Review || Erra - "Erra"

Alabama metalcore heroes Erra have returned. The band is releasing their fifth, self-titled album, on March 19 2021 via UNFD.

Erra is the absolute MVP of 2021 and I say that fully consciously -it's still March and the quintet is about to drop the album of the year. You know that I usually don't trust singles but in this case I made an exception. All songs that preceeded the release of the album were magnificent (especially "Scorpion Hymn"). Now, I'll be the first to admit that my relationship with Erra has been on an on-and-off basis for a few years now, but I am somewhat familiar with their sound -and I most certainly do remember seeing them with Northlane back in 2017 and leaving the venue very impressed with what I had witnessed. With this album, I was honestly floored.

"Erra" is complex but beautifully built. Its 12 tracks are the epitome of progressive metalcore with djenty twists and turns and, while it appears to draw influences from trailblazers in their scene (older Northlane I'd say more notably), the instrumentation is original and nuanced in a way that it can stand as an autonomous entity. Composition-wise, the potential of the band has definitely evolved and expanded, and they are now able to add even more intricate elements to their sound, which become more noticeable as the listener keeps replaying the album. I know that all albums are supposed to be an accumulation of the best attributes of an artist at a given time, but seriously, Erra has artfully put together an abundance of creativity with undeniable songwriting abilities and a lot of talent, packing the release with extreme qualities; super catchy clean singing, intense screams, progressive transitions, lo-fi synths to create volume, sturdy basslines, killer drumwork, ballsy riffs, explosive breakdowns, all while keeping a melodic balance in everything.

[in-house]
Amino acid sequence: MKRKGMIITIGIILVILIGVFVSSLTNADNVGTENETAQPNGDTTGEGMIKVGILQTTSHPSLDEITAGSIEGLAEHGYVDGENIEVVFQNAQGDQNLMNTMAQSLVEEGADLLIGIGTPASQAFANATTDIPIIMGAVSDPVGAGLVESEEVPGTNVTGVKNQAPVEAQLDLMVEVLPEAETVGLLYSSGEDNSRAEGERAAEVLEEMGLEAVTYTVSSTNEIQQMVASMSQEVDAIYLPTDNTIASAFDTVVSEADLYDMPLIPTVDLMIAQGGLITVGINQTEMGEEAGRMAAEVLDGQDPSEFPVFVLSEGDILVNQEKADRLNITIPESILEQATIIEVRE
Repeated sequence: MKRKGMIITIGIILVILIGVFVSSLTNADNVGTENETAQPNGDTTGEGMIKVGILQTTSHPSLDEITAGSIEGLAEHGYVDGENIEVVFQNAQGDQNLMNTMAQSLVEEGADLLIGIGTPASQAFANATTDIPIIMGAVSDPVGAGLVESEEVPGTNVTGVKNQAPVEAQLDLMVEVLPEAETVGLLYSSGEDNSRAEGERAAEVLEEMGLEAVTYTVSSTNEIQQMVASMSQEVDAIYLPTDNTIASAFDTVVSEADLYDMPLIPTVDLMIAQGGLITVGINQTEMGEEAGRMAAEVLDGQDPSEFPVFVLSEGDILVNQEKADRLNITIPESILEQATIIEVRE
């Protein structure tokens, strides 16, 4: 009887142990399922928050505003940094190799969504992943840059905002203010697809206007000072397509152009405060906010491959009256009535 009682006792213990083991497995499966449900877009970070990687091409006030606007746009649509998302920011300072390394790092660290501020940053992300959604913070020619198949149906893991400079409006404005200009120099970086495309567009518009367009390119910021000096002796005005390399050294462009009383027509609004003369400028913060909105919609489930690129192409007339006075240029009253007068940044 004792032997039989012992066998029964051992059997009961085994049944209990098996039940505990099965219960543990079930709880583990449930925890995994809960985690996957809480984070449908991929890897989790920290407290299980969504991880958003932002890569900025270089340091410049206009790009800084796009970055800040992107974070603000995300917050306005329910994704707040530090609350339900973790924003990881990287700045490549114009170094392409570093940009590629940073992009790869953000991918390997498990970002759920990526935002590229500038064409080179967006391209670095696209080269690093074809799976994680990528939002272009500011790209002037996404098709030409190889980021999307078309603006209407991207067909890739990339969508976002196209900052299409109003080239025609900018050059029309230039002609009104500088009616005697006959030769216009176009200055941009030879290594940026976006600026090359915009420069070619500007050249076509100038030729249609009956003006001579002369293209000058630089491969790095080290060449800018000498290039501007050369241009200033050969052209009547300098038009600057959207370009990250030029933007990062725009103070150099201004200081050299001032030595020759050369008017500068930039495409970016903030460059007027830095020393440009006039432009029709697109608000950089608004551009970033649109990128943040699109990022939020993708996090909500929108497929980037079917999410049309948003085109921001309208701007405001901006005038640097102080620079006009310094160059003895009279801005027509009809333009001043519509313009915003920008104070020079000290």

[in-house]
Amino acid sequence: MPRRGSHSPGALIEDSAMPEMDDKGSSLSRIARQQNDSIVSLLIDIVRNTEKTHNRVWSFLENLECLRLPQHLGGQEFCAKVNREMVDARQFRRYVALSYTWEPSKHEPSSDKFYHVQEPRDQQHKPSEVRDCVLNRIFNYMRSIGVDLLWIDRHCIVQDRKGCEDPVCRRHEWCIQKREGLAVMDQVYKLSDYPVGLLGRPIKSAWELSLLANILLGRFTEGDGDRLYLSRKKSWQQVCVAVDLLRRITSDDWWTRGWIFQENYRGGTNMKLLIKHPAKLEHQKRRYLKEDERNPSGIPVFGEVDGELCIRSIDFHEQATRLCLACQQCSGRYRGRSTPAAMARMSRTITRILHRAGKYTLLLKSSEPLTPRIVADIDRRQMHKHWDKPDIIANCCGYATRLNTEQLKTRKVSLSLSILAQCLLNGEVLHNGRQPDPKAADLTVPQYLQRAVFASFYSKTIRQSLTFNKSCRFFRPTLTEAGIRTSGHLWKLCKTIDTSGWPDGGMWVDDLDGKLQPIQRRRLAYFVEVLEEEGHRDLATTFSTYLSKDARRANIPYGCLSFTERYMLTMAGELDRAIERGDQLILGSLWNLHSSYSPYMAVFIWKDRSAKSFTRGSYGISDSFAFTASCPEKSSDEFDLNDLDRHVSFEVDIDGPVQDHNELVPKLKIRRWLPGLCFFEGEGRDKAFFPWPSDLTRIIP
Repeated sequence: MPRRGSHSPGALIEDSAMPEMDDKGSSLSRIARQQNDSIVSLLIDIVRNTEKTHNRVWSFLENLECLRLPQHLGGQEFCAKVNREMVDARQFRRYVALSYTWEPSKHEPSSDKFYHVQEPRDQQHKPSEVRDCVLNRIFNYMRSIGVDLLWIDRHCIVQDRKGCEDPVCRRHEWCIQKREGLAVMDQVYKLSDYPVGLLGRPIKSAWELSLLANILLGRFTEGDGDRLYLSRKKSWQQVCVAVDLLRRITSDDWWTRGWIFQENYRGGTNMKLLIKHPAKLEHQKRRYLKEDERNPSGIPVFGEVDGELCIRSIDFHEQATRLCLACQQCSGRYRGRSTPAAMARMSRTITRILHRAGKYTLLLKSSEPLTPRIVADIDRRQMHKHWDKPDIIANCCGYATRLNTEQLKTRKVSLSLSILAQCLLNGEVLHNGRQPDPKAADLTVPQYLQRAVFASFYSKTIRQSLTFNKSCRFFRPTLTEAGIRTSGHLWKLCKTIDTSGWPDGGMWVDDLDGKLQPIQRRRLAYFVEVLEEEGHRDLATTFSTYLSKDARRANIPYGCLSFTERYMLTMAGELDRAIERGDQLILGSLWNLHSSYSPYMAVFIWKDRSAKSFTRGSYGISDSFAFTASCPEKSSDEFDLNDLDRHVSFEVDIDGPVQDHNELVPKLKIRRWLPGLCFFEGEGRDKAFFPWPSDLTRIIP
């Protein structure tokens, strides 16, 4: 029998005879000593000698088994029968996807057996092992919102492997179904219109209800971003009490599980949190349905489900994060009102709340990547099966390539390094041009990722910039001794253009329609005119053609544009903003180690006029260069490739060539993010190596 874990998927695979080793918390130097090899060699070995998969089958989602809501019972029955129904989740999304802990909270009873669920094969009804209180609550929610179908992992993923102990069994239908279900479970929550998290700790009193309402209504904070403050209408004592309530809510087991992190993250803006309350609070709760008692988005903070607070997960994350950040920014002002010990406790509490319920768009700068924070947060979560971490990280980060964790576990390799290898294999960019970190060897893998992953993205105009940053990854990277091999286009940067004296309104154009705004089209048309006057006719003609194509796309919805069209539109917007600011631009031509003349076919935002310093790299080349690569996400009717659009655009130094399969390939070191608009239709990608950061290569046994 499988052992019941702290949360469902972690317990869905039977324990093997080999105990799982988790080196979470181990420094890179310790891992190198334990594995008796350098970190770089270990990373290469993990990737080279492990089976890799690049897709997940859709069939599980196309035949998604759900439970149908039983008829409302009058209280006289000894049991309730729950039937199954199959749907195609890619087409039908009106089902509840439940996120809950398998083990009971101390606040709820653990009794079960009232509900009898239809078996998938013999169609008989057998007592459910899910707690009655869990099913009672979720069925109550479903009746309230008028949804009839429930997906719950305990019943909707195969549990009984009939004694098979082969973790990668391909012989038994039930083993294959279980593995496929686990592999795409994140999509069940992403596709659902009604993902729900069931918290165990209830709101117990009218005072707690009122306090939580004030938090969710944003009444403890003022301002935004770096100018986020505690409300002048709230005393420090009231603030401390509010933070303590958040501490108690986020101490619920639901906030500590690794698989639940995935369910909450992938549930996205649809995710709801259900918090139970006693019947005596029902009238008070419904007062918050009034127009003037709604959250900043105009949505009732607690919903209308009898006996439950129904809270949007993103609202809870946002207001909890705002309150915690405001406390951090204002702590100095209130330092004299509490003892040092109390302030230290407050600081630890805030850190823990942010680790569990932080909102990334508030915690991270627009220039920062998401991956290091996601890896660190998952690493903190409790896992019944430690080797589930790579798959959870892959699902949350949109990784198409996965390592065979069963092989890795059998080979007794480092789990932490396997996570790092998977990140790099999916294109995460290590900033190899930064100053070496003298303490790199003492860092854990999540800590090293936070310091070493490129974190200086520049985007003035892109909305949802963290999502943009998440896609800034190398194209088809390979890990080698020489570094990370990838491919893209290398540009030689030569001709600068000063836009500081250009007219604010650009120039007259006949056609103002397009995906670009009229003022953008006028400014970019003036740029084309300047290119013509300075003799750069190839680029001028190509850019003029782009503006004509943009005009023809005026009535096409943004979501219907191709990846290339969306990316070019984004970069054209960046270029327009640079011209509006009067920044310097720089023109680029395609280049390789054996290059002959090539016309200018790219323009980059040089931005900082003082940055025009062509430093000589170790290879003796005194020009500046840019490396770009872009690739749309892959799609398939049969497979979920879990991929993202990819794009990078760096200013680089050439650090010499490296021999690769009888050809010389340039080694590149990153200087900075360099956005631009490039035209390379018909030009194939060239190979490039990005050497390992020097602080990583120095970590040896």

The production is incredibly well-rounded and I think what stands out the most to me are primarily certain components within the songs; the intro riff to "Gungrave" is how industrial metal would sound projected through a djent prism, "Divisionary" slaps hard with those Periphery-esque technicalities which further accentuate the harmonies on top, the double bass drum on "House Of Glass" and the almost thrashy riffage, and of course the power-ballad-esque idiosyncrasy of "Vanish Canvas" and "Memory Fiction", which doesn't diminish the intensity or quality of the songs in any way. 

Finally, the inspirational/lyrical concept behind the songs is almost dystopian and quite open to interpretation. Still, it wouldn't be hard to pinpoint specific criticisms on the current state of the world and the human condition per se, nor would it be easy to ignore particular symptoms of certain conditions. The language barrier keeps me from understanding 100% of the lyrics that haven't been made available yet but I do understand the emotional depth of some of the compositions, and therefore I purposely refrain from digging deeper.

Overall, "Erra" is phenomenal; its ingenuity shines and the listener is able to follow through consistently without growing bored. It very brilliantly mirrors who Erra has grown into as musicians in the recent years and what they want to achieve. Frankly, if there's an album the -core scene should be copying for the next ten years, it's definitely this one.

10/10 (is this even a question?)

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